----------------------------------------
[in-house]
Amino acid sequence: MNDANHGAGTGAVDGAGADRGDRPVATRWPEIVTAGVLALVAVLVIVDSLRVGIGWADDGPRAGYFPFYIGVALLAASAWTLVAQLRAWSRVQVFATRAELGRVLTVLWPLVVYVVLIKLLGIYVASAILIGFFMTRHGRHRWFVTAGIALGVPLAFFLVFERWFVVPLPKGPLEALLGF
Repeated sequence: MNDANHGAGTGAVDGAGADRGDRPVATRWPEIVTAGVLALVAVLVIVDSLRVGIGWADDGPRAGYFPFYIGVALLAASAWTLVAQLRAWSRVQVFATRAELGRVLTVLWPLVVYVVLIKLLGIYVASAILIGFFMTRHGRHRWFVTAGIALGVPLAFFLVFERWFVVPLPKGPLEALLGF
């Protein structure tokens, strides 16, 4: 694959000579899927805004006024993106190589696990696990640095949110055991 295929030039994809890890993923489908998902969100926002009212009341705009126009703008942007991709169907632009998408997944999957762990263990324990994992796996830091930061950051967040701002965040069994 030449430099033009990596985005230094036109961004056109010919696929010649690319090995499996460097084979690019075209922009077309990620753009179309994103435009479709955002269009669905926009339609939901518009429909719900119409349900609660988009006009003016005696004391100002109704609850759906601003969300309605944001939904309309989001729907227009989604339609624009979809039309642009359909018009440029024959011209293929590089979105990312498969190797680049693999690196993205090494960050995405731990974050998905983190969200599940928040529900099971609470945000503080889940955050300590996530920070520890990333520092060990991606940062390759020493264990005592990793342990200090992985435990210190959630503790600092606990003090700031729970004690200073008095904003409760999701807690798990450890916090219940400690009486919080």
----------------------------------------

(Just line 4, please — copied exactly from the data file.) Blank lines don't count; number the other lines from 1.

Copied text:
């Protein structure tokens, strides 16, 4: 694959000579899927805004006024993106190589696990696990640095949110055991 295929030039994809890890993923489908998902969100926002009212009341705009126009703008942007991709169907632009998408997944999957762990263990324990994992796996830091930061950051967040701002965040069994 030449430099033009990596985005230094036109961004056109010919696929010649690319090995499996460097084979690019075209922009077309990620753009179309994103435009479709955002269009669905926009339609939901518009429909719900119409349900609660988009006009003016005696004391100002109704609850759906601003969300309605944001939904309309989001729907227009989604339609624009979809039309642009359909018009440029024959011209293929590089979105990312498969190797680049693999690196993205090494960050995405731990974050998905983190969200599940928040529900099971609470945000503080889940955050300590996530920070520890990333520092060990991606940062390759020493264990005592990793342990200090992985435990210190959630503790600092606990003090700031729970004690200073008095904003409760999701807690798990450890916090219940400690009486919080």